While the first official test event for the 2012 Olympics was taking place nearby, local sports fans Neal Weekes and Gordon Cunningham were talking about the Summer Games over a beer at the Mitre Hotel pub in Greenwich.
"Greatest thing ever to happen to London," Weekes said. "Wouldn't any city in the world want to have the Olympic Games?"
Weekes said he had applied for $14,000 worth of Olympic tickets. The controversial ticket lottery gave him $1,600 in seats for swimming, basketball and the men's soccer final.
Cunningham did not apply for a single ticket. And he doesn't see how he will benefit from the Olympics, especially its $15 billion project, the urban regeneration and Olympic Park in East London that includes the major venues — Olympic Stadium, swimming, basketball, Olympic Village, media and broadcast centers.
"We've been paying taxes for the Olympics since they were announced, and we'll still be doing it for years," Cunningham said.
"But," he concluded, "I think it's going to be a brilliant Games."
A mile away, London Olympic Organizing Committee (LOCOG) chairman Sebastian Coe was sitting in the VIP tent at the test event in equestrian. Its cross-country course likely will provide the iconic image of the London Games, a panoramic view of the city from one of the jumps.
The next day, Coe — an iconic figure in British sport as two-time Olympic champion in the metric mile — would pose for pictures with schoolchildren given free tickets to the event. They are the children whom he hopes — perhaps quixotically — the OIympics will encourage to put aside the video game and try one of the 26 Olympic sports.
The three-day eventing competition went smoothly, save a few complaints about the show jumping surface. It was another example that with a year to go, the London Olympics have a good chance to be brilliant.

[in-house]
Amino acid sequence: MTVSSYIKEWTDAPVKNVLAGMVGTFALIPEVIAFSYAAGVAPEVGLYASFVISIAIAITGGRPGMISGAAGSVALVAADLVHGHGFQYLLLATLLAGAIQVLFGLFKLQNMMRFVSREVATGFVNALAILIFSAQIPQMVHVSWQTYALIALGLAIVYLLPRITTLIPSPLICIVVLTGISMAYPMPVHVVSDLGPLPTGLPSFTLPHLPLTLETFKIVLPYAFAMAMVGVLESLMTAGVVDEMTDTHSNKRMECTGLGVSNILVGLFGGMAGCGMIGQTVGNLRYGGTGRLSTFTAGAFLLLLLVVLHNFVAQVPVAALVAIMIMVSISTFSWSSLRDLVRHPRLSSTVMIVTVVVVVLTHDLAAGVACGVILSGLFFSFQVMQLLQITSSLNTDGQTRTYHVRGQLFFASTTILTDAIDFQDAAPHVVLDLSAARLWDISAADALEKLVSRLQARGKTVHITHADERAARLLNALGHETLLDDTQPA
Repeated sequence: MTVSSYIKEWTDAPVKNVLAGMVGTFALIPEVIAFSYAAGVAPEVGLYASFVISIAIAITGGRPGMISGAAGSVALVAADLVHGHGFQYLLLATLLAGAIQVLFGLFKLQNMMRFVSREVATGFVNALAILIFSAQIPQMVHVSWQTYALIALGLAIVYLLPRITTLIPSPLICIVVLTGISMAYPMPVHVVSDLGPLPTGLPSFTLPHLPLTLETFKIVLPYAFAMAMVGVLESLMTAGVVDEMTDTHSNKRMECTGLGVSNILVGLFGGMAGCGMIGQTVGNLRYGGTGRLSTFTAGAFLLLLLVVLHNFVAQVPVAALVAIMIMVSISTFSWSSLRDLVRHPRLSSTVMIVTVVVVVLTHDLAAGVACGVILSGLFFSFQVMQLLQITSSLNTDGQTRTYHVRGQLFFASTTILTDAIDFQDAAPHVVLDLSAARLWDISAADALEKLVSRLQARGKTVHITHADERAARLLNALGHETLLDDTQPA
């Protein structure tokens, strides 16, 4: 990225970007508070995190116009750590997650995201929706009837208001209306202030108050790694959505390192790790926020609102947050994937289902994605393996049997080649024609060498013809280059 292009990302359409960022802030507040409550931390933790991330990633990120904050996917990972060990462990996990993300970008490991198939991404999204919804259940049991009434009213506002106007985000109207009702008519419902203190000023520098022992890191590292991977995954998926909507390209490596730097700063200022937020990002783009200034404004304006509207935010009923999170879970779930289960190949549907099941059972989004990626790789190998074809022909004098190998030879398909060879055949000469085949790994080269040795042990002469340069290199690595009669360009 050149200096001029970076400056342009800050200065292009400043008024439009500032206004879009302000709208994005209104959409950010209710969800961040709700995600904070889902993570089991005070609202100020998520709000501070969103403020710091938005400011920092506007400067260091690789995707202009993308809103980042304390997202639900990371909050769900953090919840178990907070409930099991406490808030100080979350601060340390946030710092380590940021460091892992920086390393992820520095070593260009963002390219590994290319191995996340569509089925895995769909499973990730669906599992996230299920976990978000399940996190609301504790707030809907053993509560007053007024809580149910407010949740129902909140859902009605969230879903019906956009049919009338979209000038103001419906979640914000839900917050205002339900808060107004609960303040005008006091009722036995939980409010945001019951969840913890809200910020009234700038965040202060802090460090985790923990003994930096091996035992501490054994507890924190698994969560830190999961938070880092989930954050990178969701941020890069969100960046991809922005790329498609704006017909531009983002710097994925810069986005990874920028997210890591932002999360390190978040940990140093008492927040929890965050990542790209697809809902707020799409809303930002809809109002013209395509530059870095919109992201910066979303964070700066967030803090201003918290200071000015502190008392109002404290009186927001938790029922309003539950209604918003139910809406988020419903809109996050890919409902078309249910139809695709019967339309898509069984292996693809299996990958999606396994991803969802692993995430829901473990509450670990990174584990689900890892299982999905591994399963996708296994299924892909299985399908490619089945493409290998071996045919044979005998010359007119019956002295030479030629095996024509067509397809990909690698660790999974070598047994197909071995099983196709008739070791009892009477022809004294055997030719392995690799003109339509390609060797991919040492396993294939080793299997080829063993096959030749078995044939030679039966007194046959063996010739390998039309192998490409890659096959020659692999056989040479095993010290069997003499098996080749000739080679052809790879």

Of the 5.3 million tickets made available to date, only many of those for soccer (about 1.3 million) have not been sold. Another million tickets will go on sale later, but demand for the 25 other sports is so intense Coe is begging sponsors and national Olympic committees to return any part of their allocation expected to go unused.
All six permanent venues in the Olympic Park have been completed on schedule. There will be a ceremonial swim and dive in the pool to mark its completion as part of today's year-out festivities.
"We are absolutely where we want to be," Coe said.
"Not at all," Coe insisted. "I know how complicated this is, and I have never kidded myself about it. When the construction is done, our work (as organizing committee) has just begun."
The Olympic Delivery Authority, responsible for building new venues and infrastructure for the London Games, announced last week 88 percent of the construction work is complete. LOCOG is responsible for fitting out the venues.
The things that can be controlled — construction planning, raising sponsorship money, ticket sales — have all gone well, other than public frustration with the ticketing process. Some say the organizers should have dampened expectations everyone would get some tickets they asked for, which was not the case.
That leaves Coe to worry mainly about the unexpected in areas such as transportation, security and weather, where LOCOG must count on relationships it has built with the police and political entities.
While security issues are the most daunting — in July 2005, terrorists killed 52 with bombs on a London bus and the subway a day after the city was awarded the Games — transportation is seen as the most vexing potential problem, despite massive renovation of a public transport system the International Olympic Committee called obsolete in its evaluation of the London bid.
The tube upgrade plan will take another 10 years to complete, but initial phases have focused on lines central to Olympic transport. Work at the main station serving Olympic Park was competed June 1.
Organizers are counting on a 30 percent drop in normal usage to offset the increase from Olympic visitors. They hope transportation unions won't strike. They hope reserving some lanes for Olympic vehicles won't bring predicted traffic chaos.
Some transportation will be easy. The Olympic Village stands just a long three-pointer from the basketball arena and walking distance from the other Olympic Park venues.
Londoner Lorraine Townsend admits to mixed feelings about the Olympics but thinks it will all work out.
"We're good at putting on pomp and circumstance," she said.
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